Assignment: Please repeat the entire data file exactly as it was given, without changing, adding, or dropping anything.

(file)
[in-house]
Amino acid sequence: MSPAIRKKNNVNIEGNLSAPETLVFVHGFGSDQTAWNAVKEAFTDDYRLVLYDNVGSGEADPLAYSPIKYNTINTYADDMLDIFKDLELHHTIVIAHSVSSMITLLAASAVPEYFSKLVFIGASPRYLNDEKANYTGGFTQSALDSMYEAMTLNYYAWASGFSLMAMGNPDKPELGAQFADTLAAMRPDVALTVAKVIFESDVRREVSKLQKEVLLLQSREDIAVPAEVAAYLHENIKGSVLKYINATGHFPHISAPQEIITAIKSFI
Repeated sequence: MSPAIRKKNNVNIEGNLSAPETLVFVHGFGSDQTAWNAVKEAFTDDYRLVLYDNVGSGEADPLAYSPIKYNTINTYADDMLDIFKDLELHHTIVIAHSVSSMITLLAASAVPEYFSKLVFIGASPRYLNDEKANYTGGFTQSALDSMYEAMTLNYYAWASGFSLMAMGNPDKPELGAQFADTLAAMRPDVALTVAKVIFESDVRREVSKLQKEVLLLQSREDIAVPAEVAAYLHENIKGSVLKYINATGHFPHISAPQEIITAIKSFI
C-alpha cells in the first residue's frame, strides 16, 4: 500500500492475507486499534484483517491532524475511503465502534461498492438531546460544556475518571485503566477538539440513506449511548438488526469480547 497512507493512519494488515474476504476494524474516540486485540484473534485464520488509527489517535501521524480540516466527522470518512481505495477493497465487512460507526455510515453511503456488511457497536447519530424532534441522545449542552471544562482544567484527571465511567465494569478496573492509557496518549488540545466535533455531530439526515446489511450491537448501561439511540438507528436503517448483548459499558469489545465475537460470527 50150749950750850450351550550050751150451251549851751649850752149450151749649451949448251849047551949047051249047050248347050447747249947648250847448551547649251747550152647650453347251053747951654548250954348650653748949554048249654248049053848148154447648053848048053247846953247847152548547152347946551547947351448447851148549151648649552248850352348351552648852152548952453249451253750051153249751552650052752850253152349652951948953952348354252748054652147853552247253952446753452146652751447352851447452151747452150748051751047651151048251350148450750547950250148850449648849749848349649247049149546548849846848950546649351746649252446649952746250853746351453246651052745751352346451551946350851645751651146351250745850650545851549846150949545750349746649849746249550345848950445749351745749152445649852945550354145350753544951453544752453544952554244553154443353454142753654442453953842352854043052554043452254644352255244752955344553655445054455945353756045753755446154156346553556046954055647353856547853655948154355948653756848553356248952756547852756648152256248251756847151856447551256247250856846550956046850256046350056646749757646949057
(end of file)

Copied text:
[in-house]
Amino acid sequence: MSPAIRKKNNVNIEGNLSAPETLVFVHGFGSDQTAWNAVKEAFTDDYRLVLYDNVGSGEADPLAYSPIKYNTINTYADDMLDIFKDLELHHTIVIAHSVSSMITLLAASAVPEYFSKLVFIGASPRYLNDEKANYTGGFTQSALDSMYEAMTLNYYAWASGFSLMAMGNPDKPELGAQFADTLAAMRPDVALTVAKVIFESDVRREVSKLQKEVLLLQSREDIAVPAEVAAYLHENIKGSVLKYINATGHFPHISAPQEIITAIKSFI
Repeated sequence: MSPAIRKKNNVNIEGNLSAPETLVFVHGFGSDQTAWNAVKEAFTDDYRLVLYDNVGSGEADPLAYSPIKYNTINTYADDMLDIFKDLELHHTIVIAHSVSSMITLLAASAVPEYFSKLVFIGASPRYLNDEKANYTGGFTQSALDSMYEAMTLNYYAWASGFSLMAMGNPDKPELGAQFADTLAAMRPDVALTVAKVIFESDVRREVSKLQKEVLLLQSREDIAVPAEVAAYLHENIKGSVLKYINATGHFPHISAPQEIITAIKSFI
C-alpha cells in the first residue's frame, strides 16, 4: 500500500492475507486499534484483517491532524475511503465502534461498492438531546460544556475518571485503566477538539440513506449511548438488526469480547 497512507493512519494488515474476504476494524474516540486485540484473534485464520488509527489517535501521524480540516466527522470518512481505495477493497465487512460507526455510515453511503456488511457497536447519530424532534441522545449542552471544562482544567484527571465511567465494569478496573492509557496518549488540545466535533455531530439526515446489511450491537448501561439511540438507528436503517448483548459499558469489545465475537460470527 50150749950750850450351550550050751150451251549851751649850752149450151749649451949448251849047551949047051249047050248347050447747249947648250847448551547649251747550152647650453347251053747951654548250954348650653748949554048249654248049053848148154447648053848048053247846953247847152548547152347946551547947351448447851148549151648649552248850352348351552648852152548952453249451253750051153249751552650052752850253152349652951948953952348354252748054652147853552247253952446753452146652751447352851447452151747452150748051751047651151048251350148450750547950250148850449648849749848349649247049149546548849846848950546649351746649252446649952746250853746351453246651052745751352346451551946350851645751651146351250745850650545851549846150949545750349746649849746249550345848950445749351745749152445649852945550354145350753544951453544752453544952554244553154443353454142753654442453953842352854043052554043452254644352255244752955344553655445054455945353756045753755446154156346553556046954055647353856547853655948154355948653756848553356248952756547852756648152256248251756847151856447551256247250856846550956046850256046350056646749757646949057